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Stocks Do Not Go Straight Up

Stocks Do Not Go Straight Up
Stockscores Foundation for the week ending November 2, 2020

In this week's issue:

In This Week’s Issue:

  • MoneyShow Virtual Presentation – The Secret to Picking Winning Stocks
  • Stockscores Market Minutes Video – How to Make Money from a Stock Market Crash
  • Stockscores Trader Training – Stocks Do Not Go Straight Up
  • Stockscores Feature Strategy – Do Nothing


MoneyShow Virtual Presentation – The Secret to Picking Winning Stocks

More than 90% of stocks that outperform the market with strong gains show this important characteristic when their up trend is starting. During the webinar, Stockscores founder Tyler Bollhorn will show what to look for and how to find it. Whether you are a long-term investor, a medium-term swing trader, or a short-term day trader, the signal is the same and essential to finding winning stocks early.

Click here to register for this free event


Stockscores Market Minutes – How to Make Money from a Stock Market Crash

Yes, you can make money when the stock market crashes. This week, I show three ways to profit from a market correction before my regular market analysis and the day trade of the week on SQ.

Click here to watch this week's Market Minutes

To get instant updates when I upload a new video, subscribe to the Stockscores YouTube Channel


Commentary of the Week – Stocks Do Not Go Straight Up

When we buy a stock, we think the whole world must see the good things that we see. The truth is, for every stock we buy there is someone on the other side of the trade who disagrees with us. We should be humbled by the fact that for every trade, someone is going to be wrong.

You may buy a stock because you have learned something about the company that you think makes that company undervalued. The person selling to you may not know this new information and therefore does not believe that the stock is undervalued. They may know information that you do not know which makes them believe that the stock is actually overvalued.

These are called information asymmetries and they are the reason that trades in the stock market can happen. The buyer thinks the stock is undervalued and the seller thinks the stock is overvalued.

They are also the reason that companies with improving fundamentals do not go up steadily over time. Instead, most strong stocks will go up, then pull back, then go up, then pull back; they trade in this cycle which forms an upward trend line.

Emotion is a big factor in this trending trading pattern. When stocks go up quickly, investors are motivated by their fear of missing out and will chase the stock higher with their buying. This pushes the stock up too far, too fast and causes sellers to take profits and push the stock back down to rational level. The cycle of fear and greed brings a good deal of price volatility within an upward trend.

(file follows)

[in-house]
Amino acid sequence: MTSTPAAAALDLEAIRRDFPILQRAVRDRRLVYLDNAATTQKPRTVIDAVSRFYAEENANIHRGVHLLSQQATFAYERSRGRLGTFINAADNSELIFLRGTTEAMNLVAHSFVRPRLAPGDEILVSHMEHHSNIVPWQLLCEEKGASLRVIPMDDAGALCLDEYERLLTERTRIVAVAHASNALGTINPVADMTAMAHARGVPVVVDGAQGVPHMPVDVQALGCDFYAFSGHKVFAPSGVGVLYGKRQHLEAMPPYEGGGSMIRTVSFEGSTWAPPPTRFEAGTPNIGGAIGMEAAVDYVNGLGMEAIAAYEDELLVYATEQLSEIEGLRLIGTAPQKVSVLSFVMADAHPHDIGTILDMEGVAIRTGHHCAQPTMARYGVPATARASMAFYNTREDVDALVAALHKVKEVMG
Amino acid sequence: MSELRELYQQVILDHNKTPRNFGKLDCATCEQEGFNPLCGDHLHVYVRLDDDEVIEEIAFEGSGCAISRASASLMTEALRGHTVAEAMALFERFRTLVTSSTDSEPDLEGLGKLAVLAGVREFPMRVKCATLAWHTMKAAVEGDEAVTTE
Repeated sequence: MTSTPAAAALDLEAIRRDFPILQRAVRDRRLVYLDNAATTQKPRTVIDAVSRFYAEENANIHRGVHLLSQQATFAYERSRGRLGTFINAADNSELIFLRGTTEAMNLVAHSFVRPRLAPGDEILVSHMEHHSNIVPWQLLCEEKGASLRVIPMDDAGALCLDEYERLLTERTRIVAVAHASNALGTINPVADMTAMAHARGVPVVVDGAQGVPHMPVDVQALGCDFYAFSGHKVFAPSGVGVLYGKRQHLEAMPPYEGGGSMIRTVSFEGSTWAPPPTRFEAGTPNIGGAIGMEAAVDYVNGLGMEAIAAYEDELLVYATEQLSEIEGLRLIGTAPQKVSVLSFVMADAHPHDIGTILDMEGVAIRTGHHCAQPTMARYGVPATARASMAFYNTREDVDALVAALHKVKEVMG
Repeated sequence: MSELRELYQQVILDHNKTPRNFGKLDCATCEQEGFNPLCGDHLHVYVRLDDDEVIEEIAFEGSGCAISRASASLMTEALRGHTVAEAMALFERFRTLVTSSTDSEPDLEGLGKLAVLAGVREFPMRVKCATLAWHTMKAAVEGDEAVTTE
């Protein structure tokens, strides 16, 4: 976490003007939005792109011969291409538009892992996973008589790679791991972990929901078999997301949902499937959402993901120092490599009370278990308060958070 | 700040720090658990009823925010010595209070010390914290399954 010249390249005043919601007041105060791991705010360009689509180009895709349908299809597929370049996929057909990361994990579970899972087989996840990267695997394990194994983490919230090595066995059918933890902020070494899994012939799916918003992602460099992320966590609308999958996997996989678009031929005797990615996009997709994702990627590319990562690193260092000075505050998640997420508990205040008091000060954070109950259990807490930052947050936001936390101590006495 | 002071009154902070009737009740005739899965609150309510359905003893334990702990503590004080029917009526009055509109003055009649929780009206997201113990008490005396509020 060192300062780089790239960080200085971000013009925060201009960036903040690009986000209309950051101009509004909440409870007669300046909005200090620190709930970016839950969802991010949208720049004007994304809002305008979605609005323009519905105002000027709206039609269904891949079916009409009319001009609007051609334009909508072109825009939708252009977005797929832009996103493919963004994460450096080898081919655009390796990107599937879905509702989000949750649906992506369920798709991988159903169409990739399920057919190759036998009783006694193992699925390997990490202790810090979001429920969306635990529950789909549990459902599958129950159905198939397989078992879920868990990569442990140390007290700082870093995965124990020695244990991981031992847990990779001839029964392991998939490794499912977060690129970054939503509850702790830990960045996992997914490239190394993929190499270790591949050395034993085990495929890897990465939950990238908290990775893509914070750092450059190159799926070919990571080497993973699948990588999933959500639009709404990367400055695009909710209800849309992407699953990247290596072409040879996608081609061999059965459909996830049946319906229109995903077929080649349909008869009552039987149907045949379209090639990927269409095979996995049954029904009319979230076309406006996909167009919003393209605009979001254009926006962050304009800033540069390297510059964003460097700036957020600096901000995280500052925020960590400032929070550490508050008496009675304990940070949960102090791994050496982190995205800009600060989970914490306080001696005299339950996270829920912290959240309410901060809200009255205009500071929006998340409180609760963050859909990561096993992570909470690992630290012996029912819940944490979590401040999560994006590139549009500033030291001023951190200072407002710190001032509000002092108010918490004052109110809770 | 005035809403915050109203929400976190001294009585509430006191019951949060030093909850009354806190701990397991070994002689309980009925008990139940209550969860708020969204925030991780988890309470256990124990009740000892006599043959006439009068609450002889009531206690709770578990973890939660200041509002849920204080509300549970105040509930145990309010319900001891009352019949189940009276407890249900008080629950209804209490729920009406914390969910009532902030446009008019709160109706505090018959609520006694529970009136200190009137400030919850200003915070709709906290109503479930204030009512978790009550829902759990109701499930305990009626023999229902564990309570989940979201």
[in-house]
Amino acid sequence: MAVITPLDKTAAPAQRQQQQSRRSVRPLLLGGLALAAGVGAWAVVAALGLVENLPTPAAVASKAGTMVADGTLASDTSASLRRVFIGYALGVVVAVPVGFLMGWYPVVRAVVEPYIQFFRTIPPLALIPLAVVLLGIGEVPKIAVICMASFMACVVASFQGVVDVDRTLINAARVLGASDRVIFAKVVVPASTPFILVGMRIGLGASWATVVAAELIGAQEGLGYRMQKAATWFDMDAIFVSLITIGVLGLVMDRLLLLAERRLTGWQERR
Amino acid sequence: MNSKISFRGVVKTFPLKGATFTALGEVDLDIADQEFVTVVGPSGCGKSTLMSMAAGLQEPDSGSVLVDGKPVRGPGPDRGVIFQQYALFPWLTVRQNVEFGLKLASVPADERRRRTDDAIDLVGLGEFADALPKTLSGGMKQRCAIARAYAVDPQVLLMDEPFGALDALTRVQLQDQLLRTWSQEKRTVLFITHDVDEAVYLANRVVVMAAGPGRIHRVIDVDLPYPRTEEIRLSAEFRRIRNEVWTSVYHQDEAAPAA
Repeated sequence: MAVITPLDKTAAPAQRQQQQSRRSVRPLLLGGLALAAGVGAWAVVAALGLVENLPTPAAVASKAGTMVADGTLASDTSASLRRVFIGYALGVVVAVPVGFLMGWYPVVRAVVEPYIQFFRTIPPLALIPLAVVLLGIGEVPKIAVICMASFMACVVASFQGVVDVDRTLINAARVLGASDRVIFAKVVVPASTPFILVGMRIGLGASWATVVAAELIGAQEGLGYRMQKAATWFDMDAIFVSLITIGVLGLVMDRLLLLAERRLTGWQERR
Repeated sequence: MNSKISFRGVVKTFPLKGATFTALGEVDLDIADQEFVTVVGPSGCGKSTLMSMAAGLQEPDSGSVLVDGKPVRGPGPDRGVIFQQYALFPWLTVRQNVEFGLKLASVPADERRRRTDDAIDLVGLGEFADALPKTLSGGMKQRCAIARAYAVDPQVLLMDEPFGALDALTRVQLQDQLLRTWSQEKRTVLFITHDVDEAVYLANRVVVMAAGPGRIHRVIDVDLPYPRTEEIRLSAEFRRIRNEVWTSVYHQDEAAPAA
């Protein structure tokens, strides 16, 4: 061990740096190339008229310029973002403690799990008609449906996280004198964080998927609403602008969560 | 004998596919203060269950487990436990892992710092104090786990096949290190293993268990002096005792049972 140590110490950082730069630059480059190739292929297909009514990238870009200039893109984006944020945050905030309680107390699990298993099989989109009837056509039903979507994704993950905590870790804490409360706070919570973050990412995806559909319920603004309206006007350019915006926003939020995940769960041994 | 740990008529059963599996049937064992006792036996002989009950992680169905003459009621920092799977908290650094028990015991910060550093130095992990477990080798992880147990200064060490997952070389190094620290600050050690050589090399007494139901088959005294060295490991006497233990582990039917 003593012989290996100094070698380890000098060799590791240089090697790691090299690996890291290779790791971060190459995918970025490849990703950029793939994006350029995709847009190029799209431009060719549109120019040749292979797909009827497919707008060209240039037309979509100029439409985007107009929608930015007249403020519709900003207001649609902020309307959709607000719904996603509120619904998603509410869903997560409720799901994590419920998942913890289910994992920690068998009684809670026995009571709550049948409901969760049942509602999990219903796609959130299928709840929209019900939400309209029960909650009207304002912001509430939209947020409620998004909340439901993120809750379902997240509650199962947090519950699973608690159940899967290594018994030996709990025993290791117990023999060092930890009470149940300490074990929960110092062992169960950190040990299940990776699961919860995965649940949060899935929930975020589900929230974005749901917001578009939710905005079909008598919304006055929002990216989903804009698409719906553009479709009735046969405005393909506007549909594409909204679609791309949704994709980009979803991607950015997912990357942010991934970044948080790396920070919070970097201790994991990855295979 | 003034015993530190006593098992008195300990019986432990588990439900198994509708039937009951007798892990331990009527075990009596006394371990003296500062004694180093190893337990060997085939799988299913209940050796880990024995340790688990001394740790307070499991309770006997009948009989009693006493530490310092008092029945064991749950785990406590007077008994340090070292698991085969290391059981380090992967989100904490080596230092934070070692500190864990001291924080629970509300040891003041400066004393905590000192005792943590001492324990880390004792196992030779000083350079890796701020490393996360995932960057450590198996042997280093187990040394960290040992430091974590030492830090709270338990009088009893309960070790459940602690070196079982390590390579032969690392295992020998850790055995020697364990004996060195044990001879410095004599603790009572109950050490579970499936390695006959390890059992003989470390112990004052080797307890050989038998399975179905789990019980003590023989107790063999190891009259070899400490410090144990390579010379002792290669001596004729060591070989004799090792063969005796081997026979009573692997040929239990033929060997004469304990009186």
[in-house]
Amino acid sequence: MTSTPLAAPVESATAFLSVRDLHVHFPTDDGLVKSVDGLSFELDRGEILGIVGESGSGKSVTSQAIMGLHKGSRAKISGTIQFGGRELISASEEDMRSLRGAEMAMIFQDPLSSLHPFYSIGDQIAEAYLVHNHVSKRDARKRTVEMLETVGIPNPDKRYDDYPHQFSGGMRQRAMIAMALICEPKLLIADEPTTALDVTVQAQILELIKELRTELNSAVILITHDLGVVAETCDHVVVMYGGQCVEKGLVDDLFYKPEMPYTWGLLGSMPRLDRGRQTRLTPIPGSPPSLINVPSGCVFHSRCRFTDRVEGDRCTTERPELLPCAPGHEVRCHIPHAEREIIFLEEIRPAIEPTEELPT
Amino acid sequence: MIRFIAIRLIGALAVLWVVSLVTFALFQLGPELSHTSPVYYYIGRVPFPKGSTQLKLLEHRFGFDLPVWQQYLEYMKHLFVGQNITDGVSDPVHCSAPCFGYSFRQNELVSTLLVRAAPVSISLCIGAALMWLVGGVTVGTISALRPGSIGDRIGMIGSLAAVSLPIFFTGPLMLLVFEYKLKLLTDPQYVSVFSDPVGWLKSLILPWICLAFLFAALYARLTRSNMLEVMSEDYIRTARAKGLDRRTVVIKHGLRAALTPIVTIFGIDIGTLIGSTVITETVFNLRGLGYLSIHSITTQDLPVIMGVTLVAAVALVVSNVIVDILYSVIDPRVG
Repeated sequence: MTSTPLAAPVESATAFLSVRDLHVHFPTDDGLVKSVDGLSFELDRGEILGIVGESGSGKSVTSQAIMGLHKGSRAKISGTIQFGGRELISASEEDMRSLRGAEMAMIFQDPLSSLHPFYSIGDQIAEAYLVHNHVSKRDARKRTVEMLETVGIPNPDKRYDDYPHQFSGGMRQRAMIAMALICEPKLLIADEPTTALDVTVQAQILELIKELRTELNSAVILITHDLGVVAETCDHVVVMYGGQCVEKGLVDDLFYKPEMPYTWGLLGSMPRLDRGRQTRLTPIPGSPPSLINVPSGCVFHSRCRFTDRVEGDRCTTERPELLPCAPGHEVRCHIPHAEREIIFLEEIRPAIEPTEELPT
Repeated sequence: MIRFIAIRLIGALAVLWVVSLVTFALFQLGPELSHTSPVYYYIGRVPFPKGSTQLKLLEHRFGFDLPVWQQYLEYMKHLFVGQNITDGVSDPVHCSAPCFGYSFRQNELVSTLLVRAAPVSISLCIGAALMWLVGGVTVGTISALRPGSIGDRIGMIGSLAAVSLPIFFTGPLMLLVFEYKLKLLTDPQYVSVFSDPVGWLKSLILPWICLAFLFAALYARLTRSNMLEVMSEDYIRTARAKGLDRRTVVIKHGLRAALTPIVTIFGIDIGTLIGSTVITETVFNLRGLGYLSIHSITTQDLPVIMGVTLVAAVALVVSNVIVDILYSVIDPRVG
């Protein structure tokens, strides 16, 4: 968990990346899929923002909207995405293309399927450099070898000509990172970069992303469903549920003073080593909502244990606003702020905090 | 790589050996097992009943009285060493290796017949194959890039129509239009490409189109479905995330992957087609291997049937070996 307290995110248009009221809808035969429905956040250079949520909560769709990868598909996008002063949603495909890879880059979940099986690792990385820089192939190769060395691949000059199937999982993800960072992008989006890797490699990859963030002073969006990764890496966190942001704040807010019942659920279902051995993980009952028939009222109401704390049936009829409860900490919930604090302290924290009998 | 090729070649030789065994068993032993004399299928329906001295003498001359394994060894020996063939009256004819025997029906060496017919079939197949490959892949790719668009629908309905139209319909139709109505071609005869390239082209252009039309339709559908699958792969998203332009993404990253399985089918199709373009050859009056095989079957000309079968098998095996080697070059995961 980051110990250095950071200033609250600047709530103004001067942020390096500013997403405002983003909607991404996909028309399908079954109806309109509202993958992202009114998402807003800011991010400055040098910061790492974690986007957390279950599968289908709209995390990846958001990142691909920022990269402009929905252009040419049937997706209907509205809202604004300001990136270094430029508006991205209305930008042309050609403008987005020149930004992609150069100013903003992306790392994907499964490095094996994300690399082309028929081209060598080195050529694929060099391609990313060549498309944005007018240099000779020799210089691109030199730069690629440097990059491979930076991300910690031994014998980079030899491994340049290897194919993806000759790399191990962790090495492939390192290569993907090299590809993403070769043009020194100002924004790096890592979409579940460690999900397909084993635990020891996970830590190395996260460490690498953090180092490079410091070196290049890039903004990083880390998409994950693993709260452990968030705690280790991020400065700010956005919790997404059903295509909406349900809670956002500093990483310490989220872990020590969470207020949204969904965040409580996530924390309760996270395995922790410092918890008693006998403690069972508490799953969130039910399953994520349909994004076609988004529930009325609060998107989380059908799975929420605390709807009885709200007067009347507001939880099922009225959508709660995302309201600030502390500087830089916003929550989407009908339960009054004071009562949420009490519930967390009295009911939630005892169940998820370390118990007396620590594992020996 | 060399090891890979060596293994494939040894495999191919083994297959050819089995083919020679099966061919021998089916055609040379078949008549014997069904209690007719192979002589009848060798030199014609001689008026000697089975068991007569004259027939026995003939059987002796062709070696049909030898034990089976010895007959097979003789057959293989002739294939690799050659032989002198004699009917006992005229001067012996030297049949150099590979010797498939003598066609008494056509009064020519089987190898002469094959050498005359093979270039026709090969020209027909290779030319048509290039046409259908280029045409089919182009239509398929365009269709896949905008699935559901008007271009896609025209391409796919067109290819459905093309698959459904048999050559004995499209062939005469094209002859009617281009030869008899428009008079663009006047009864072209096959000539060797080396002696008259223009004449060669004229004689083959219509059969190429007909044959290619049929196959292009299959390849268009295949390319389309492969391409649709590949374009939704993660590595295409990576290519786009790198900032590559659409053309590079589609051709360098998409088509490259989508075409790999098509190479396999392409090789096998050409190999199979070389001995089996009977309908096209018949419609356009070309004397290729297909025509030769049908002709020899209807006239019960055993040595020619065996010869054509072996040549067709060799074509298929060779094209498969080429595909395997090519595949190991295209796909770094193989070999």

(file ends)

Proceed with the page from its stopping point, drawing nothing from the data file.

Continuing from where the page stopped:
It is important to understand that information asymmetries and emotional decision making are at work in the market every day and on every stock because it can help us to know when to buy and sell strong trending stocks.

We should not chase a strong stock higher as it runs up and away from its trend line because it is likely going to pull back soon when the emotion wears off. Instead, we should buy on pull backs to the upward trend line because that is often when they make a bounce.

We should not sell just because there is some minor weakness that is merely a pull back in the longer term upward trend. Until the longer term upward trend line is broken, we should stick with the trade and be patient with the winner.

The only time to sell strength is when it is so strong that it makes the stock run in a parabolic trend up and away from the upward trend line. That is taking advantage of greed.

You can trade many ways around these driving forces of investor decision making but it requires thinking in ways that are not typical for an emotional human. Sell strength, buy weakness and understand that not everyone is making decisions with the same information.

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With the uncertainty of this week's US Presidential election, I recommend that only very short term traders make trades this week. For the rest, it is a good time to sit and wait for the market to figure out how it will react to the election results.

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This is not an investment advisory, and should not be used to make investment decisions. Information in Stockscores Foundation is often opinionated and should be considered for information purposes only. No stock exchange anywhere has approved or disapproved of the information contained herein. There is no express or implied solicitation to buy or sell securities. The writers and editors of this newsletter may have positions in the stocks discussed above and may trade in the stocks mentioned. Don't consider buying or selling any stock without conducting your own due diligence.

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